Forensic Swabs For Crime Scene DNA Evidence

Advancing Swab Science

Forensic Swabbing

Throat swab used to diagnose diphtheria, England, 1901-1930
Puritan Sterile DNA Controlled Cotton Swab with Transport Tube P25-806-1PC-BT-FABUSA
Puritan Sterile DNA Controlled Cotton Swab with Transport Tube P25-806-1PC-BT-FABUSA used as a forensic swab and diagnostics.

For many years, fingerprints evidence was the standard for investigating and linking suspects to a crime scene. Rapid evaluation of forensic swabs science has shaped DNA evidence as the gold standard.

A few cells are all an investigation team needs to obtain in order to get enough DNA information to identify a suspect.

DNA analysis has been helping law enforcement agencies solve crimes for more than three decades.

DNA swabbing plays a critical role in streamlining crime scene investigation. They enable forensic professionals to extract valuable information from even the smallest samples of saliva, urine, blood, and other tissues.

However, it is important to consider that the effectiveness of forensic analysis depends on the quality of sample collection tools and methods. Low-quality sample collection, storage and transportation media can lead to potentially invalidated results.

How to swab for DNA evidence

The collection of DNA evidence is a highly effective technique used worldwide to solve investigations.

It is essential for medical examiners, forensic scientists, and crime scene investigators to master DNA specimen collection methods.

At a crime scene, both physical evidence, such as a weapon, and biological evidence such as sweat or blood could yield DNA samples. If someone touched a weapon or object, various forms of touch DNA might have been left behind.

In case the crime scene provides a clear source of DNA, the sample can be collected using proven tools like swabs. Here is a simple process to swab for DNA evidence:

Preparation

Preparation is the first step you should take to ensure effective DNA swabbing. Make sure your staff is well-trained and well-equipped. Approved personal protective equipment (PPE) such as gloves (and possibly even shoe covers, hair nets, and masks depending on the scene) must be used during DNA swab collection.

Proper preparation will help you avoid contamination of samples which can become a critical issue in court proceedings.

Sterile swabs, distilled water, transport media, evidence tape and flashlights are some of the essentials your evidence collection kits should contain.

Swabbing

Swabbing is a preferred DNA sample collection method over taping. There are swabbing techniques used in accordance with the sample type (touch DNA, blood, sweat).

No matter the swabbing methods you implement, change gloves and forceps after each item is necessary to prevent cross contamination. Following are the three most popular techniques:

  • Swabbing for touch DNA
  • Double Swabbing for touch DNA
  • Swabbing bodily fluids like blood

Preserving Forensic Swabs

One of the most important parts of collecting cells is ensuring that the swab is completely dry during preservation and transportation. Some of the modern collection tubes are designed to ensure both effectiveness and convenience in preserving samples.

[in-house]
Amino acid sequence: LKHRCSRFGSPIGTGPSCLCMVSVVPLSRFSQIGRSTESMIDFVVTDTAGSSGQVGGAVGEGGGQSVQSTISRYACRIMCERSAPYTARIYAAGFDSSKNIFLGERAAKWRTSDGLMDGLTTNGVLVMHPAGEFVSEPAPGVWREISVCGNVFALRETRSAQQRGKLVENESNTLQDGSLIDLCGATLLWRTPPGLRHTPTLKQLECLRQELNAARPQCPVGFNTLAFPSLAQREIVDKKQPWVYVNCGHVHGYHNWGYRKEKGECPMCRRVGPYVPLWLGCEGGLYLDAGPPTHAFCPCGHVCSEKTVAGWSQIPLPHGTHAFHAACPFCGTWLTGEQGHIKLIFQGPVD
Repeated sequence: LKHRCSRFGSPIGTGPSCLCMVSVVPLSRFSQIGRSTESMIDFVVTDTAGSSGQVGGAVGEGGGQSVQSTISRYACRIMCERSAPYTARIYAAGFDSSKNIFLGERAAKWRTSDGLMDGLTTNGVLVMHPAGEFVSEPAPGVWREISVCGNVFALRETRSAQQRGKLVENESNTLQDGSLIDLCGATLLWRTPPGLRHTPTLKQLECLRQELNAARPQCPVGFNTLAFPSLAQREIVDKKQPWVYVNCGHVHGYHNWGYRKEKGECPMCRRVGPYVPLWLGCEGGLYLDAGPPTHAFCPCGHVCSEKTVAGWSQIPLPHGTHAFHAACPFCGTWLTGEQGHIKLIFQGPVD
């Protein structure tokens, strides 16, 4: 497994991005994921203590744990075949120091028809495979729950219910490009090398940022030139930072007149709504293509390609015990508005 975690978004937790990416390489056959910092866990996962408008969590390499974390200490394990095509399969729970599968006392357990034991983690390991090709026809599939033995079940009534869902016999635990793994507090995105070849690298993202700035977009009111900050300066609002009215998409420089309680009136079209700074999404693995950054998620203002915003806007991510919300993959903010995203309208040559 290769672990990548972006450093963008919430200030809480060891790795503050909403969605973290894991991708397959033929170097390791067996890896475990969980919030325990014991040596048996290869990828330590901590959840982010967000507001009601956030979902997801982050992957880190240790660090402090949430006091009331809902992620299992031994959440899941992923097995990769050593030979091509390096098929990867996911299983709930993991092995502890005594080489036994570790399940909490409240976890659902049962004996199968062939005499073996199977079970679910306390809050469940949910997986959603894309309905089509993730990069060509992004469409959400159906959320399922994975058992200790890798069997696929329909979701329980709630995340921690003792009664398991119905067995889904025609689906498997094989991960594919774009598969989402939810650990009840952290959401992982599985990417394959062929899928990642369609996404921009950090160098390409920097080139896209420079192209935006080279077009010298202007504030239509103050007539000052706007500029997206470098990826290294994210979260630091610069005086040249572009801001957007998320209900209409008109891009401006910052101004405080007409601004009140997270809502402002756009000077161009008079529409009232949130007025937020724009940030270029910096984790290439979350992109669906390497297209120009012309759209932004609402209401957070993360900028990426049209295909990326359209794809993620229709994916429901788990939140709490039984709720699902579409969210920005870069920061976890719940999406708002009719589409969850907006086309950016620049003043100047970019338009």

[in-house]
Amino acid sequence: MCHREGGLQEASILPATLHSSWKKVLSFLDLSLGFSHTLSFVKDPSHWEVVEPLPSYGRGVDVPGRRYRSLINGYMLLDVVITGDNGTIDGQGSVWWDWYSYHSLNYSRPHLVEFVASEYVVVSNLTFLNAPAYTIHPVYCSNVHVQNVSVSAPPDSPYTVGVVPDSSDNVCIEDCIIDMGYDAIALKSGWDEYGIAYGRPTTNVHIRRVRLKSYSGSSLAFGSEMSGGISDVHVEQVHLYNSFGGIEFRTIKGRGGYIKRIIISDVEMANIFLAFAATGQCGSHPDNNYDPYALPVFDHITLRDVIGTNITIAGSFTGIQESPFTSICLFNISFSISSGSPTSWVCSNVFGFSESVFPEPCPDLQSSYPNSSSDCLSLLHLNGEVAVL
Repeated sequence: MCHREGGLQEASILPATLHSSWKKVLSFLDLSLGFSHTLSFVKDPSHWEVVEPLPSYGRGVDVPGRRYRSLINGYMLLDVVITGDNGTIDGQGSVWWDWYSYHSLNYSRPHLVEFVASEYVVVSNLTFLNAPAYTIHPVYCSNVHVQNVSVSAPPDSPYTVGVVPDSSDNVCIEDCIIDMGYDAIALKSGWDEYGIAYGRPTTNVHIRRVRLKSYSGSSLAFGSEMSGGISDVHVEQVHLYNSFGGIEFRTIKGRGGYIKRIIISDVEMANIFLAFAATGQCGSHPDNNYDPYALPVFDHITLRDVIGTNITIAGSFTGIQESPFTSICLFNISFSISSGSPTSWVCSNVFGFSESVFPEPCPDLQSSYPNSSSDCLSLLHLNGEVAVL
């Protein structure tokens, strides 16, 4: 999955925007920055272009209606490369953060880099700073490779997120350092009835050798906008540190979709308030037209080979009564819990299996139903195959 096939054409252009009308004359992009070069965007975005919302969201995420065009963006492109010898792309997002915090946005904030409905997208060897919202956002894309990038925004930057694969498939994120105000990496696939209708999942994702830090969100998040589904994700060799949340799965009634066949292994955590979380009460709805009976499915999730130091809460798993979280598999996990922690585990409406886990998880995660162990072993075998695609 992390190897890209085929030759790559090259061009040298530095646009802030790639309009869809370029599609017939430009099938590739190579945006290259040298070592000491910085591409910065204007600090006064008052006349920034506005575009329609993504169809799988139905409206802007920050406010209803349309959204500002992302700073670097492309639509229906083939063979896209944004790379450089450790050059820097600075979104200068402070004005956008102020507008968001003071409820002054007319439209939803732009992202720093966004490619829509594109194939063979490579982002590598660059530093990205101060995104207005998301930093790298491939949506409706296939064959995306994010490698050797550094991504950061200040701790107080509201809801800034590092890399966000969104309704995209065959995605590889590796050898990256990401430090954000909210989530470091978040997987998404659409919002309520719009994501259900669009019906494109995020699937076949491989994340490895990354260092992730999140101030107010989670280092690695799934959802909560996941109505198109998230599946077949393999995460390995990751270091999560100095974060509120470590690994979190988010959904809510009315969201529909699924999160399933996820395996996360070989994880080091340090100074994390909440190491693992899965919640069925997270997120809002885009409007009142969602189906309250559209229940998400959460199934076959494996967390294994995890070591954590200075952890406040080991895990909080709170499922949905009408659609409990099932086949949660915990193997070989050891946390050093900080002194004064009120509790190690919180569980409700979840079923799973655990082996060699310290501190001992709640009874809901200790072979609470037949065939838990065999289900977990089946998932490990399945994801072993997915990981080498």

Here are some tips that will help you conduct a reliable DNA evidence collection process:

  • Wear protective gloves before removing the swab from its wrapper
  • Touch only the handle of a forensic swab
  • Pre-moisten the swab with sterile distilled water if the sample is dry
  • Place the tip of the swab on the surface and rotate it gently to allow tissues to absorb into the fibers
  • Put the swab tip-first into appropriate packaging and allow the sample to dry

There are several environmental factors such as temperature, mold, and bacteria that can affect the DNA at the crime scene.

Follow the pre-defined DNA collection procedures even if the crime scene has been compromised.

Use DNA-Controlled Swabs

When the job is to swab for evidence at crime scenes, you can choose from a number of techniques. But when it comes to DNA evidence collection, it is recommended to use DNA-controlled or DNA-free buccal swabs.

If the swab is not free of human contaminants like DNase and DNA, it could compromise the sample, and consequently, the case.

Therefore, always use buccal or DNA swabs certified by an independent laboratory.

Following are two popular types of buccal swabs used widely at crime scenes:

Flocked Swabs

HydraFlock® Flocked Sterile Swab, Elongated Tip P25-3806-H-2
HydraFlock® Flocked Sterile Forensic Swab, Elongated Tip P25-3806-H-2

DNA-free flocked swabs are ideal when you have to deal with an extremely small sample size.

Flocked swabs are being increasingly used for forensic processes due to their unique structure which helps crime investigators collect, retain, and elute specimen better than other low-quality swabs.

A flocked swab is also handy when it comes to collecting touch DNA from fingerprints or skin cells, or residue from arso, gunshots, or explosions.

Cotton Swabs

Puritan Cap-Shure Sterile Cotton Forensic Swab: 25-806-1WC-EC

If the sample is large enough and there is no need for advanced collection and elution, a sterile cotton swab, either with polystyrene or wooden handle, will do the job.

If it is not required to transfer the sample to FTA cards, it is recommended to use cotton swabs, not only for DNA collection but also for other medical applications.

About Harmony Business Supplies

Need a forensic swab supplier? Harmony can help. Get premium quality buccal swabs ideal for collecting DNA samples from crime scenes.

Forensic professionals have been relying on Harmony for our large collection of cost-effective swabbing solutions.

Available with cotton, flocked and foam tips, our forensic swabs are certified for forensic work and tested to the most stringent standards.

Visit our online store to learn more about our collection of forensic swabs.